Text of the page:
Rubber hits the road for Sixers’ arena proposal with marathon design review

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In July 2022, the Philadelphia 76ers made a big announcement. After more than 25 years in South Philadelphia, the franchise planned to pack its bags and move to a new basketball arena in the heart of Center City.

Since then, the team has released a series of architectural renderings, pitched the $1.55 billion project to community stakeholders, lobbied lawmakers, and bankrolled a pair of highly-anticipated impact studies — all while facing stiff opposition from residents and business owners in nearby Chinatown, who fear the arena will drive swift gentrification that will destroy the 150-year-old neighborhood.

The public approvals process is just getting started, however. And a lot needs to happen before construction can start on 76 Place, which the team hopes to open in 2031.

Let’s take a look at where we are in the process.

Hours of scrutiny

The team’s proposal got its first official city review this week.

On Monday, 76 Devcorp, the arena’s development team, and architecture firm Gensler presented a “master plan” for the project to the city’s Civic Design Review committee. The advisory group, composed of architects and planners, provides feedback on proposed developments early on in the approvals process. And while developers are not required to adopt the committee’s recommendations, they are strongly encouraged to incorporate them into their designs before finalizing them.

During a marathon virtual meeting, presenters focused on issues related to how the arena would function in the neighborhood during events, including parking, pedestrian access, and loading zones. Separate reviews will center on the arena’s design, as well as the residential tower the Sixers want to build on top of the facility.

Feedback from committee members was largely critical. And everyone who offered public comment during the hearing — roughly 30 people — took issue with the project, with several participants questioning the location and the need to leave the Sports Complex.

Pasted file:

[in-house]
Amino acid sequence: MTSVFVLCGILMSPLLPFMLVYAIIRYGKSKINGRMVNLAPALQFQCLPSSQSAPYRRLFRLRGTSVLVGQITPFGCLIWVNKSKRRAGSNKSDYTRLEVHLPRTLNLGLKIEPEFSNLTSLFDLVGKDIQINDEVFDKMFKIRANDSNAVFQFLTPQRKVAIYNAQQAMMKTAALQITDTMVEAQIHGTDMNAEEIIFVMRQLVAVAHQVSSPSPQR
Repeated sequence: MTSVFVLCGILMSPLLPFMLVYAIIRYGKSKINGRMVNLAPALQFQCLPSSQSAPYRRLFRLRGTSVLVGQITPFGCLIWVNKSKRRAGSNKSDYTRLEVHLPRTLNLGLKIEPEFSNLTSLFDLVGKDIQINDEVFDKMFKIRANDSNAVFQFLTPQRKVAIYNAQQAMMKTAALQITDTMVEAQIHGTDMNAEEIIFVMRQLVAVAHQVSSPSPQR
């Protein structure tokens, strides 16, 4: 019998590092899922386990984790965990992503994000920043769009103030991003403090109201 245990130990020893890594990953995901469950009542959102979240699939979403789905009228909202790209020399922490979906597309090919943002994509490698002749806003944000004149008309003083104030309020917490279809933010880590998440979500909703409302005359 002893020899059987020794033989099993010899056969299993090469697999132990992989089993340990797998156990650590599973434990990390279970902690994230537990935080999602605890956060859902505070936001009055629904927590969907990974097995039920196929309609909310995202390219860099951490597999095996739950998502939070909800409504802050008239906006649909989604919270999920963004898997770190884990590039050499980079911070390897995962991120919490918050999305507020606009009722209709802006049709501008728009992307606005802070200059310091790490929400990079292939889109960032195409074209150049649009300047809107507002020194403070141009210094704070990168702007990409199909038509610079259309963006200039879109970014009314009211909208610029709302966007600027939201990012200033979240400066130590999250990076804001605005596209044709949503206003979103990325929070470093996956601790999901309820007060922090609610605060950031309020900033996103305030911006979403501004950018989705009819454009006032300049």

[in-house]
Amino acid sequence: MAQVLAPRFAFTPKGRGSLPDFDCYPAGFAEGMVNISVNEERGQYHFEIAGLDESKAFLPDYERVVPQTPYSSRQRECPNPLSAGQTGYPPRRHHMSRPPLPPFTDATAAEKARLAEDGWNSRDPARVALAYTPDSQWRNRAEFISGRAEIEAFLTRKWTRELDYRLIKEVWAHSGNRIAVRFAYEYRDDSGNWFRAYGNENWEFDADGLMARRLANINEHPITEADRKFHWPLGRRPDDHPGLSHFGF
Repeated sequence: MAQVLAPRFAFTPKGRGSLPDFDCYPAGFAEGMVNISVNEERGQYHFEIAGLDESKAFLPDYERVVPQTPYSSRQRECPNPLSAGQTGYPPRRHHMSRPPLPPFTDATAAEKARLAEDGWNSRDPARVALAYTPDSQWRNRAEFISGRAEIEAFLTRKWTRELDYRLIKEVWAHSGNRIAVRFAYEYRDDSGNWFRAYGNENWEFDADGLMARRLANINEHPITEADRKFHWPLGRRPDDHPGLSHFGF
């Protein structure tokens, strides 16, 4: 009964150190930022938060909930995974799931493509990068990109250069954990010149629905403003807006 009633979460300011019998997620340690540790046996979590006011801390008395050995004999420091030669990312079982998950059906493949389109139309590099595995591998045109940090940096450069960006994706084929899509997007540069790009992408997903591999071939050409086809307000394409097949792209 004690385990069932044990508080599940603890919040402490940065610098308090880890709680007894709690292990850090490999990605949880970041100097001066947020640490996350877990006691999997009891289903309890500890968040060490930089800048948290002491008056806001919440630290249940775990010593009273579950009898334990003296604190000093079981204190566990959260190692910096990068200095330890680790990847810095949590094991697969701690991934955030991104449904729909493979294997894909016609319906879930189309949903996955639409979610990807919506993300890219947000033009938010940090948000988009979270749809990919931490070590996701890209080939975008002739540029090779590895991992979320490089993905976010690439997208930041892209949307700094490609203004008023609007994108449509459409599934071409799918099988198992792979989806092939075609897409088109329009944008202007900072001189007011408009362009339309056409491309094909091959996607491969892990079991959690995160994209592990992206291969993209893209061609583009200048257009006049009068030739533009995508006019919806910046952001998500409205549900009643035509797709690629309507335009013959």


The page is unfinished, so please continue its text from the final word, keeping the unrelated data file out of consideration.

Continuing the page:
“Why are we causing so much distress to our citizens when we’re under so much stress already? Why are spending all this time and activity on something we all know doesn’t make any sense?” said Tinamarie Russell, director of the North Central Philadelphia CDC.

The Sixers are proposing an 18,500-seat arena on Market Street between 10th and 11th streets – on top of SEPTA’s Jefferson Station. The mixed-used development, which would feature restaurants and retail on the ground floor, would replace a third of the struggling Fashion District mall.

The decision to leave the Wells Fargo Center is primarily about basketball. The Sixers argue the franchise needs a state-of-the-art arena to compete — to sign top-tier players, contend for championships, and keep fans in the stands.

But the team also says they want to be on Market Street because they believe a new arena would help jumpstart the blocks east of City Hall, an underutilized corridor that has struggled to thrive despite millions in investment. It’s part of the reason why the master plan calls for five retail spaces and a team store on the ground floor of the facility with the arena above.

“We think this is the spark that can ignite some of that other development, particularly as it’s a private investment,” said Alex Kafenbaum, head of development for Harris Blitzer Sports & Entertainment, which owns the Sixers, during Tuesday’s meeting.

  • December 20, 2023
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